Memphis also used Austin well in their RPO game. This is something Canada attempted to develop with Ben Roethlisberger but found little success. Trubisky and Pickett have both been trained as RPO quarterbacks and should be more comfortable with their execution.

On this one, Memphis has a zone run paired with a slant from Austin, who is split wide to the right of the formation. The quarterback is reading the play-side linebacker, who is unblocked. When he steps up with the run action, it opens a window behind him for the slant. The quarterback finds Austin there, and once the ball is in his hands, you can see how dangerous he becomes:

As for traditional routes the Steelers employ, Austin did those things well, too. Here he is running Mesh, a Pittsburgh staple, where he comes across the field from his alignment split wide to the left of the formation. Memphis actually screws up the route — they have two players settle into the high hole instead of one crossing the field opposite Austin — but it doesn’t matter. Once Austin catches the football and gets upfield, he’s off to the races:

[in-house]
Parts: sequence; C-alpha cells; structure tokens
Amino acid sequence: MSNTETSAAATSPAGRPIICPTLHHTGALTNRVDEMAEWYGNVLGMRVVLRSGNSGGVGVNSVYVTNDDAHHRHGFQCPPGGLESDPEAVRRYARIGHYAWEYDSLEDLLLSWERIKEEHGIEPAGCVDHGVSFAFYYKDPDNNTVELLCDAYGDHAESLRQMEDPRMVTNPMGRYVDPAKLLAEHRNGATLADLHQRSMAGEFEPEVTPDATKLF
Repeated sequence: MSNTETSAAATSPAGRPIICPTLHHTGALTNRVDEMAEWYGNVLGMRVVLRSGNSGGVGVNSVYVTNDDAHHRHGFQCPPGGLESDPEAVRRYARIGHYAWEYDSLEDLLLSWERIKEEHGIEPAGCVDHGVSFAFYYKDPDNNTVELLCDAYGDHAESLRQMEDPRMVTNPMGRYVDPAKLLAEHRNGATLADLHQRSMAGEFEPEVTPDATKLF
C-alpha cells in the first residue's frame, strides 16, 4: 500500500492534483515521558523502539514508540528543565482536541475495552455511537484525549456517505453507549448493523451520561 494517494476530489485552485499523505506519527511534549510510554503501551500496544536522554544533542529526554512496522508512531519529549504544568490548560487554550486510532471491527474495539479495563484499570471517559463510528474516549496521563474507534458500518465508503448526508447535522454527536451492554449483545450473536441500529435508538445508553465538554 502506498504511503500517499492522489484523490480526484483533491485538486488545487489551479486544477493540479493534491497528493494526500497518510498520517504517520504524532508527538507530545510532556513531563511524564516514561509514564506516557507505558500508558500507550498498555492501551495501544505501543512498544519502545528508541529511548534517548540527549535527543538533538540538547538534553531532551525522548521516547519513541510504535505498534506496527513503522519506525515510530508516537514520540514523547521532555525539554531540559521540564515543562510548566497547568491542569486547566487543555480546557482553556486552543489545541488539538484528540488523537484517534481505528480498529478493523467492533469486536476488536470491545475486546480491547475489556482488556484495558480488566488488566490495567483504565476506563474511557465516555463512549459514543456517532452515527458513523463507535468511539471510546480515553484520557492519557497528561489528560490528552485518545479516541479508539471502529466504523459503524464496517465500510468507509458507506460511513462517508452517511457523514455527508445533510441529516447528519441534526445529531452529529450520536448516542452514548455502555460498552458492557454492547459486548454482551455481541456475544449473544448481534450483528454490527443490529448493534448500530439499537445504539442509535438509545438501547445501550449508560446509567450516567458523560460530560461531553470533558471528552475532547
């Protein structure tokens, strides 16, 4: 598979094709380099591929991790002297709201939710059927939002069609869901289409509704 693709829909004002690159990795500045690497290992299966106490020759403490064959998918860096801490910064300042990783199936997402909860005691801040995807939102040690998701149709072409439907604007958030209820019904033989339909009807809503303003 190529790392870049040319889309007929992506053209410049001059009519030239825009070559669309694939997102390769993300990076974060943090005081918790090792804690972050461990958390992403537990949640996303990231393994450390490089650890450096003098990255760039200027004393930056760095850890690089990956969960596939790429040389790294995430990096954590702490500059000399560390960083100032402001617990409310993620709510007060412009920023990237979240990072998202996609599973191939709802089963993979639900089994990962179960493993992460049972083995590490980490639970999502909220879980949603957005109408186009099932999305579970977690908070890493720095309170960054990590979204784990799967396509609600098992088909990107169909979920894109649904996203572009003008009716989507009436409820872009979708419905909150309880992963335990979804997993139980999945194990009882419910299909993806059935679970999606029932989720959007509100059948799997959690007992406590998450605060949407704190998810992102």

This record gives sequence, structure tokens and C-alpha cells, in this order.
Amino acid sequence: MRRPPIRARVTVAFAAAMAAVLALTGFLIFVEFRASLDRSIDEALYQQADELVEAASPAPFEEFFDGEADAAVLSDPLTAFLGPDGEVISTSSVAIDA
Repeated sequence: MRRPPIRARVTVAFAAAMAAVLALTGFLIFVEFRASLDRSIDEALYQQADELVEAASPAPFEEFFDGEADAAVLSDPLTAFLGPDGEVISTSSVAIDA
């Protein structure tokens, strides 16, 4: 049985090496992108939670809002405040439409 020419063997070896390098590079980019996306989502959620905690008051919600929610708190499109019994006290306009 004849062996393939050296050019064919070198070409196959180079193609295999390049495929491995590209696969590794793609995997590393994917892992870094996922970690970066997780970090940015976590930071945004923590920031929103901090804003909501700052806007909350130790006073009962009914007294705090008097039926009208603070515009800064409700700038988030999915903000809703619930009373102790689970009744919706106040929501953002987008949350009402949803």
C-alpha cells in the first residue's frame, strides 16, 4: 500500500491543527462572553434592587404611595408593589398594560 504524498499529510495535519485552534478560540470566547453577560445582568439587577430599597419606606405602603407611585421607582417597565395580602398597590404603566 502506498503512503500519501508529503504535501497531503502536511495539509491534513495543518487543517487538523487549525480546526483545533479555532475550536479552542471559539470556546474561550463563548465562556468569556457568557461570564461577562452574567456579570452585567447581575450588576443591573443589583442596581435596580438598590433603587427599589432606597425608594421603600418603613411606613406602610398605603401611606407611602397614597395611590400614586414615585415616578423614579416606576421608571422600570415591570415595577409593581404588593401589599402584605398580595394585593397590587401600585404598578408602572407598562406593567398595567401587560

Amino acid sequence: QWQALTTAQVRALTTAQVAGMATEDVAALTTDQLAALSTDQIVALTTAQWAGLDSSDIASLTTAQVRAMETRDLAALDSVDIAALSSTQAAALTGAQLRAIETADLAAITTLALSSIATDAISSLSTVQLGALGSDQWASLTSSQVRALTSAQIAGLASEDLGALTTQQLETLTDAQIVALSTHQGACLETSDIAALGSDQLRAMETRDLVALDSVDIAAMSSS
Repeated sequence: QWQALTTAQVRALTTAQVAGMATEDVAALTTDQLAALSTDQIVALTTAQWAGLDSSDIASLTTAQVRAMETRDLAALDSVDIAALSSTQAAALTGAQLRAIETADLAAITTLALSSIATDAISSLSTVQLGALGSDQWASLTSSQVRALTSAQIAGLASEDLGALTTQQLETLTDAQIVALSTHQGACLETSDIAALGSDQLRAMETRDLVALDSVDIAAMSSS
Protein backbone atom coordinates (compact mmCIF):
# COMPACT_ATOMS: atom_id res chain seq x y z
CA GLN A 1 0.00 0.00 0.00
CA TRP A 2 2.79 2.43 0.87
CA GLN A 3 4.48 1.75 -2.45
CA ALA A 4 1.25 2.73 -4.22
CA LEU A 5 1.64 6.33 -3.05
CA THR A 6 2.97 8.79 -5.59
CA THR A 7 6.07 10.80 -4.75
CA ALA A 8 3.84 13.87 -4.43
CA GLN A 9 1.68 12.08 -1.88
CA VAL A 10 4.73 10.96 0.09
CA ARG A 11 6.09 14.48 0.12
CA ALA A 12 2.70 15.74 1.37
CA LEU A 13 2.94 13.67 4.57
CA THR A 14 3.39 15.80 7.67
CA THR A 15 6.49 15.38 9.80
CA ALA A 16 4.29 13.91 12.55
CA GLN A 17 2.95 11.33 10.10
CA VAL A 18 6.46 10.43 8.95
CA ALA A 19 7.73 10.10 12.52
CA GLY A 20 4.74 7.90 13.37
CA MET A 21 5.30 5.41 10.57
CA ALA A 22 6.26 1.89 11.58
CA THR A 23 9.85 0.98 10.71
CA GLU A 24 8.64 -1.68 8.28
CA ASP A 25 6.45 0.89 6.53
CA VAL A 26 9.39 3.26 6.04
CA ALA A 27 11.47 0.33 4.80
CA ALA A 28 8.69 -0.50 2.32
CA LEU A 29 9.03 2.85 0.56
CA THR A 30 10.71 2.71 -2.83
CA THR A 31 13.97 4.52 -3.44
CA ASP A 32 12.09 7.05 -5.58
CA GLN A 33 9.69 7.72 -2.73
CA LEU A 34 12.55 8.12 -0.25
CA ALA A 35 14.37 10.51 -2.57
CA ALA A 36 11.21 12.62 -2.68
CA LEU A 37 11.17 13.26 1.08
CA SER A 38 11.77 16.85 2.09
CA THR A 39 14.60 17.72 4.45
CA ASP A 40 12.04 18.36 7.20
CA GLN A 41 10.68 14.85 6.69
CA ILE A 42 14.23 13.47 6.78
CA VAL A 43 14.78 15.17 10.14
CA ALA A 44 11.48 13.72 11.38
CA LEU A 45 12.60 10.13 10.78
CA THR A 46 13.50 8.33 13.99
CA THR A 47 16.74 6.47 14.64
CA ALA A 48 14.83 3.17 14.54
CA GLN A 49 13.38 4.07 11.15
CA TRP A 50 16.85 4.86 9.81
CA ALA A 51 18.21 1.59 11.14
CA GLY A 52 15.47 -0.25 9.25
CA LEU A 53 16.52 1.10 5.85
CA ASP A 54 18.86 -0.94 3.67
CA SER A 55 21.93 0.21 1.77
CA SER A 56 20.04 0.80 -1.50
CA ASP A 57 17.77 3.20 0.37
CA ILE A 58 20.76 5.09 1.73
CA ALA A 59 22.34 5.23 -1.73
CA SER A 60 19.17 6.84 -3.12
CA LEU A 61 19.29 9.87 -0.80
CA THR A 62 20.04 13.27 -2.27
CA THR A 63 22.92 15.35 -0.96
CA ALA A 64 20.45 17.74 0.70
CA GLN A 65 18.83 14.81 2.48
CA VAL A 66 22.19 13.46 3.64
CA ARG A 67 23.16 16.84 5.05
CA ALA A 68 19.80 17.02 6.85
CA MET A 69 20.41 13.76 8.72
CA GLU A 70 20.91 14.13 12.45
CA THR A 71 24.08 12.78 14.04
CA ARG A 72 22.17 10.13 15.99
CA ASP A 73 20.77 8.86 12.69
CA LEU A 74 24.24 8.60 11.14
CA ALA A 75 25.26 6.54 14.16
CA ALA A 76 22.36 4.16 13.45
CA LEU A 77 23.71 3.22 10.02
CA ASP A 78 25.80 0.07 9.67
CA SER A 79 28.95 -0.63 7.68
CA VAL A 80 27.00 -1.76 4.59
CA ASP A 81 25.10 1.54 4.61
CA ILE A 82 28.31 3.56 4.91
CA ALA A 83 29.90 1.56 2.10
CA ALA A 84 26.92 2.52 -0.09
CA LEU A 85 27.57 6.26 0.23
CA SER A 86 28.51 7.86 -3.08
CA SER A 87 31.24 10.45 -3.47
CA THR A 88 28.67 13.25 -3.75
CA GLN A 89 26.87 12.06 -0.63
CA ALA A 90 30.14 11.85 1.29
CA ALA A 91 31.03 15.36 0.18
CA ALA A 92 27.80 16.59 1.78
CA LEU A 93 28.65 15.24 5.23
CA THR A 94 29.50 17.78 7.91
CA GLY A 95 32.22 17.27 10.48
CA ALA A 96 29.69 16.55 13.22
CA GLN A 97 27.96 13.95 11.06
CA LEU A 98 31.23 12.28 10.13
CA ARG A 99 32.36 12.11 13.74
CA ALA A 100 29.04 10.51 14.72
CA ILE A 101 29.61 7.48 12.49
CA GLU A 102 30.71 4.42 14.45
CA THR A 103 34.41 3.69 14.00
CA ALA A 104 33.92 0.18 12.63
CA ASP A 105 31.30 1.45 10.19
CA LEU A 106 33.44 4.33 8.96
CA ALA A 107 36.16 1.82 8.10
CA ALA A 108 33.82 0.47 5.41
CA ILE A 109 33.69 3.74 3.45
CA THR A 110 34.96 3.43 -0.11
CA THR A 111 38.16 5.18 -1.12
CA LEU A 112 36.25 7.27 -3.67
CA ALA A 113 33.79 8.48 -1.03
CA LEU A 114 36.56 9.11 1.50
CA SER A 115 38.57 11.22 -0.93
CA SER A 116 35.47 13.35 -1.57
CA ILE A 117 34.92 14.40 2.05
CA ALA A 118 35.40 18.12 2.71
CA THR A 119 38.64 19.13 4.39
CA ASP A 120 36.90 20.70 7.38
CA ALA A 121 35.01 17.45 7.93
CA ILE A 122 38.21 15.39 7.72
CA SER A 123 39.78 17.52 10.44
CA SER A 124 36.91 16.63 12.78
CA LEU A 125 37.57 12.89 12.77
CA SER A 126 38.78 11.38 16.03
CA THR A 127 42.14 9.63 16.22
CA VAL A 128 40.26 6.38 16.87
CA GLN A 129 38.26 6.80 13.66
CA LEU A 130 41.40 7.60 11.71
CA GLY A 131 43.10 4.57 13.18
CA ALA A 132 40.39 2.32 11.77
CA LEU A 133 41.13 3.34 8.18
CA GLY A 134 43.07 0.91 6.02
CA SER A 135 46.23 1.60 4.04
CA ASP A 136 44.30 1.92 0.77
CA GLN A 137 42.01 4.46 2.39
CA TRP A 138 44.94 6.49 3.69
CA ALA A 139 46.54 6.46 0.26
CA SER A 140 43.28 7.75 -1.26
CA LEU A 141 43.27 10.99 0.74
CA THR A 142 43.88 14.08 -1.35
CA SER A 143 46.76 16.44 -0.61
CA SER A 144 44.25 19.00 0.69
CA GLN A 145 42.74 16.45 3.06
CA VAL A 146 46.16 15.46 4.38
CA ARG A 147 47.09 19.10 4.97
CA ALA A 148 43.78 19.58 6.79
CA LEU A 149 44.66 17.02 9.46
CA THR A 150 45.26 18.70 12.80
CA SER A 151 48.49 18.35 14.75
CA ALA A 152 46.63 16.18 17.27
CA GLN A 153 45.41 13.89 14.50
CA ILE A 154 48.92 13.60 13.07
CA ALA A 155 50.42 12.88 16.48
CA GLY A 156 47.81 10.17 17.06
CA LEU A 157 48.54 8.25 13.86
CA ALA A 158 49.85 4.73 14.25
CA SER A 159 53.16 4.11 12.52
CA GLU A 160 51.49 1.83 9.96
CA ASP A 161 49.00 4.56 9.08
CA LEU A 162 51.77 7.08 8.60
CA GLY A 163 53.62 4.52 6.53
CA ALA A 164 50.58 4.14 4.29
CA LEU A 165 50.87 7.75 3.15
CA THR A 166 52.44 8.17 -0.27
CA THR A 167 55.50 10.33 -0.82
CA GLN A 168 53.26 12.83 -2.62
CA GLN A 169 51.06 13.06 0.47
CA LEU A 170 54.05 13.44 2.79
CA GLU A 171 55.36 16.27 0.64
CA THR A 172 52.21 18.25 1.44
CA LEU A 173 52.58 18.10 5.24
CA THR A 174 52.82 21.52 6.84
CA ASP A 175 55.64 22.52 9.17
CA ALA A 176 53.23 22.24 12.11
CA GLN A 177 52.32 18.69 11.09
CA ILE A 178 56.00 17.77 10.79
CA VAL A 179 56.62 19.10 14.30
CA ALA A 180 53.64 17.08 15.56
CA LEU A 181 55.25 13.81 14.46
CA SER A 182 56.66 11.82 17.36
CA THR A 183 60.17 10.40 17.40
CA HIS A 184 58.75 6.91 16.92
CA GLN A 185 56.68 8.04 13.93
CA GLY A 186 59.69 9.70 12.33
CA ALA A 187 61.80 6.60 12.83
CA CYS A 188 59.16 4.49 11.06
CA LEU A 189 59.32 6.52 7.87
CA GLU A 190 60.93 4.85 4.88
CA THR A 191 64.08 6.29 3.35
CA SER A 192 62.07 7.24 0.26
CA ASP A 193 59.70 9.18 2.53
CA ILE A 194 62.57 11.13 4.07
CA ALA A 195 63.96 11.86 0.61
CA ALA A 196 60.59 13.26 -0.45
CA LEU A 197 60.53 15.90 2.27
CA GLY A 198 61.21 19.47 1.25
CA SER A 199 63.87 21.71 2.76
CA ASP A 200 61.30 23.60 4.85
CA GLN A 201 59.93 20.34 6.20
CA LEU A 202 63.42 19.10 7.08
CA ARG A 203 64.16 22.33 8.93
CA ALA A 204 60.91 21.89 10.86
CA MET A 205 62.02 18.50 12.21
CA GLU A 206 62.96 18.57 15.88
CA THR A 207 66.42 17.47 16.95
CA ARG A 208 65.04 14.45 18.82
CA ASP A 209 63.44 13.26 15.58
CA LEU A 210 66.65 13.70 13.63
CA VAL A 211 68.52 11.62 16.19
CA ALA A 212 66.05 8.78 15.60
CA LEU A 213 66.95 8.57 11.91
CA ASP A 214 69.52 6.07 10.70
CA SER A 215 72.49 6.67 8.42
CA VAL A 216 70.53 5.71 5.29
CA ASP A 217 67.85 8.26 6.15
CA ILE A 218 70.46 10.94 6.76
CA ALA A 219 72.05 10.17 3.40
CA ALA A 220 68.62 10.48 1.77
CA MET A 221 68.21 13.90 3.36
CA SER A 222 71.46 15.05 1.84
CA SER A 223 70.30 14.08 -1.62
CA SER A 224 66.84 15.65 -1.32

Finally, I mentioned above that Austin was an accomplished route runner. If the Steelers do want to play him outside, as perhaps the solo receiver on the back side of a 3x1 set, where he’s likely to draw single coverage, he can do that. Watch him here, aligned to the bottom of the screen, abuse the cornerback with a wicked break on this skinny post. Austin stems the route outside to get the corner to widen, then breaks across his face in a flash. He finishes the play by making a nice catch with his hands before splitting the corner and safety:

If Austin will be Quadree Henderson in Canada’s offense, 6th Round pick Connor Heyward will be George Aston. The 6’0-235 pound Heyward is almost identical in size to Aston. Like Aston, Heyward can block, run and catch. Heyward is a far superior athlete to Aston, however. He is also superior to Derek Watt. Many thought the selection of Heyward was redundant considering Watt remains on the team. But Heyward is more versatile than Watt, especially as a receiver. Watt will likely find a place on the roster as a special teams ace. When Canada wants an H-back, however, Heyward should get the nod.

To give you an idea of what type of an athlete we’re talking about with Heyward, here he is at tailback: